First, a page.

A Geometric Approach To Robotic Manipulation in Physical Human-Robot Interaction
The PhD defence of Johannes Lachner will take place (partly) online and can be followed by a live stream.
Johannes Lachner is a PhD student in the research group Robotics and Mechatronics. Supervisors are prof.dr.ir. S. Stramigioli from the Faculty of Electrical Engineering, Mathematics and Computer Science (EEMCS) and prof.dr. N. Hogan from the Massachusetts Institute of Technology.
If people think about robots, they think of human-like machines with equivalent cognitive abilities and sensorimotor skills. The reality looks quite different. Most commonly, robots with six serially arranged joints are installed in industrial production. They are placed behind safety fences, isolated from their environment. The main requirements for those robots are fast speed, high accuracy, and repeatability. Coordinates are used to describe the kinematic structure and to program the robot motion. The workpiece is placed as accurately as possible and external sensors are used to capture the environment.
In the last decade, a new sort of robot has evolved. The main purpose of these robots is to assist the human co-worker, e.g., to take over dull and heavy tasks. These robots are often called “collaborative robots.” The most common associated terminology in research is “physical Human-Robot Interaction.” To ensure the safety of the human co-worker, collaborative robots are equipped with safety features, i.e., sensors to detect contact with the environment. Collaborative robots usually possess more degrees of freedom than conventional robots do. Most common are seven joints, which makes them kinematically redundant. This means that the robot can use infinitely many different joint motions to achieve a desired tool motion.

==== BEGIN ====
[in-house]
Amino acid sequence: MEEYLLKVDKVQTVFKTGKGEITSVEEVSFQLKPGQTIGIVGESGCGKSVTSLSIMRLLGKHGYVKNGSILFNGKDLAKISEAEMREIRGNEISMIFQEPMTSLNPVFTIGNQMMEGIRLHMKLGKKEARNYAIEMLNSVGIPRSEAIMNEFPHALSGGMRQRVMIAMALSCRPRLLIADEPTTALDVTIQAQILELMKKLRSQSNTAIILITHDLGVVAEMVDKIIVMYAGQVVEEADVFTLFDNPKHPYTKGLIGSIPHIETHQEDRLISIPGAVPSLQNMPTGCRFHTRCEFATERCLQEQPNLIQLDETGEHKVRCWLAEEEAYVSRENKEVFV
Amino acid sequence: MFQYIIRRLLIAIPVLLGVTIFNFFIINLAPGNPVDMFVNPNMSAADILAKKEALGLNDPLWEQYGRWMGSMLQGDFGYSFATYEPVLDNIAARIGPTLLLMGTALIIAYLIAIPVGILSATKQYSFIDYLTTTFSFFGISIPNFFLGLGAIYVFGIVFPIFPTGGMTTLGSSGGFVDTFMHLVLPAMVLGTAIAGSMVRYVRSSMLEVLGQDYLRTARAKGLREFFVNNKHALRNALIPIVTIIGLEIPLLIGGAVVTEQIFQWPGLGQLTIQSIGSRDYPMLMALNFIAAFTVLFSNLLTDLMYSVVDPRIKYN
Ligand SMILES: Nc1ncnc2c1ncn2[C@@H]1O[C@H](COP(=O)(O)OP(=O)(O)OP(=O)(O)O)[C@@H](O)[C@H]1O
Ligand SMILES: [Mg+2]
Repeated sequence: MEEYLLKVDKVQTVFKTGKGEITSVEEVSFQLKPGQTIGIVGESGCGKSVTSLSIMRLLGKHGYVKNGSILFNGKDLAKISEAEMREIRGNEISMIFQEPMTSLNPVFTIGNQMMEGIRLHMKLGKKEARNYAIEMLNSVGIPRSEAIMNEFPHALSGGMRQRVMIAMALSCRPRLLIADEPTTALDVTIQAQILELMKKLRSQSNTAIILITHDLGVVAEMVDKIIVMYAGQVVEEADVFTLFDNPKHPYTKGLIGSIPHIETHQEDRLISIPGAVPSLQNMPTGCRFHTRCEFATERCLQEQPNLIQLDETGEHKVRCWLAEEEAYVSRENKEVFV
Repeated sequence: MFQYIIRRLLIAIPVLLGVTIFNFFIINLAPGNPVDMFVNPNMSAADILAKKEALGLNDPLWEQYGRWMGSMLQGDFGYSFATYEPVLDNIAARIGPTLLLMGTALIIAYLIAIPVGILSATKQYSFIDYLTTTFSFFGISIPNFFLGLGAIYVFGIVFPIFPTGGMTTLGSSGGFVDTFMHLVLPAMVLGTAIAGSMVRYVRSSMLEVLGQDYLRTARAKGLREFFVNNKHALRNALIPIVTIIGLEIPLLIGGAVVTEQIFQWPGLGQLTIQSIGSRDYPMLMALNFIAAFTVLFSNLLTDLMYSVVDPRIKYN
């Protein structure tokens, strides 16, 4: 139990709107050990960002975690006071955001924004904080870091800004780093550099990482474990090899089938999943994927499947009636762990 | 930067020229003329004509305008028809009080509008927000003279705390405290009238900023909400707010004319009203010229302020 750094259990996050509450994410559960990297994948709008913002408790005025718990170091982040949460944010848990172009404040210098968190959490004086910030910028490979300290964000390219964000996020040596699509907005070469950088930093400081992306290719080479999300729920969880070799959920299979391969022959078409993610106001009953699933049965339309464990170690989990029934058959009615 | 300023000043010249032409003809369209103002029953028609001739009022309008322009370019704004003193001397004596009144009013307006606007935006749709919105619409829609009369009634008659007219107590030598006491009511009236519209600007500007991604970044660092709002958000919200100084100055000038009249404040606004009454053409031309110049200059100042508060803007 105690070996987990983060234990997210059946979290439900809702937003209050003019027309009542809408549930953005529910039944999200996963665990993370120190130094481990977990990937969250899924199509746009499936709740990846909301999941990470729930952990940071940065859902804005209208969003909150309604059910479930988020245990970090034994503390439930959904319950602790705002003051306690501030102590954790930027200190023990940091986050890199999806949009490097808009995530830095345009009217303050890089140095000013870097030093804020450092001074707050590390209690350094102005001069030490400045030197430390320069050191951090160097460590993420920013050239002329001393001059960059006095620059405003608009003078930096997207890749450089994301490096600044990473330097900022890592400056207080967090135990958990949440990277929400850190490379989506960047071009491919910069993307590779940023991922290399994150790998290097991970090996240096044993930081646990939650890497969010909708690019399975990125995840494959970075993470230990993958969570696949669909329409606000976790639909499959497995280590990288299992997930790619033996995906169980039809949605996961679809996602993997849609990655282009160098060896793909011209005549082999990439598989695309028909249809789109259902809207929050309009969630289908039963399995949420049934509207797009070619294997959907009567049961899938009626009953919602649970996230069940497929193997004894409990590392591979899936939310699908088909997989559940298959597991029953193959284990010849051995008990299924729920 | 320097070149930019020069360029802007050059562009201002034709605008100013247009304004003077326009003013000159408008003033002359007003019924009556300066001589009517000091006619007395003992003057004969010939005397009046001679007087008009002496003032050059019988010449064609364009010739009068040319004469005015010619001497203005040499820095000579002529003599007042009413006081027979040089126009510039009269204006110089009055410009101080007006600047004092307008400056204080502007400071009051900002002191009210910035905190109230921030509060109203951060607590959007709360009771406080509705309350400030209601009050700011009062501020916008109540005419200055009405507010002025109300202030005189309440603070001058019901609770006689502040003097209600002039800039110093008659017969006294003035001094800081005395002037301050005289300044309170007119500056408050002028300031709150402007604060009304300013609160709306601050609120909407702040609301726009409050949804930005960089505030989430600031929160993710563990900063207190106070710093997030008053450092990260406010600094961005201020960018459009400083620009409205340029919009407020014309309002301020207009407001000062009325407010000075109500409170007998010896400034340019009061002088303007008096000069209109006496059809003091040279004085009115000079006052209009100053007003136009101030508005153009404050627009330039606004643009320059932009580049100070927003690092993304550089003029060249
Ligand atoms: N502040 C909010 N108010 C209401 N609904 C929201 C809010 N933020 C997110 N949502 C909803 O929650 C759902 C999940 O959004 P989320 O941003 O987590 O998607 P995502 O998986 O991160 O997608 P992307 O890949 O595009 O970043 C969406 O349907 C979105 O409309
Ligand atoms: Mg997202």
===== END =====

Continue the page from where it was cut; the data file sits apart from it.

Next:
Compared to conventional industrial applications, the programming of collaborative robot cells is more complicated since the programmer not only has to focus on the robot process, but also has to provide a safe and stable robot motion that does not pose collision and clamping hazards to the human co-worker. Since the robot is more dexterous and can perform multiple tasks, this is supposed to be easier in theory. In practice, however, the programming procedure did not change compared to conventional robots. In most cases, it is only possible to assign one main task to the robot and the kinematic redundancy is not used to manage additional subordinate tasks simultaneously. Even worse, the kinematic redundancy impedes robot programming since an unique relation between tool motion and joint motion does not exist anymore.
This thesis focuses on fundamental topics of robotic manipulation in physical Human-Robot-Interaction. Contributions on dexterity, stability, and safety are presented. The thesis proposes a method to analyze the ability of a robot to perform a task. The method is extended to analyze multi-task control. Control approaches are developed that facilitate and speed up the programming of applications in physical Human-Robot Interaction.
The key method of this thesis is differential geometry. Hereby, the thesis tries to help understanding the kinematic foundations and demonstrates how to apply the theory to a real robot. For users of the presented methods, the results are comparable since the coordinate dependency is kept at a minimum. Moreover, less experienced robot programmers are enabled since the control approaches auto-tune the control parameters during run-time.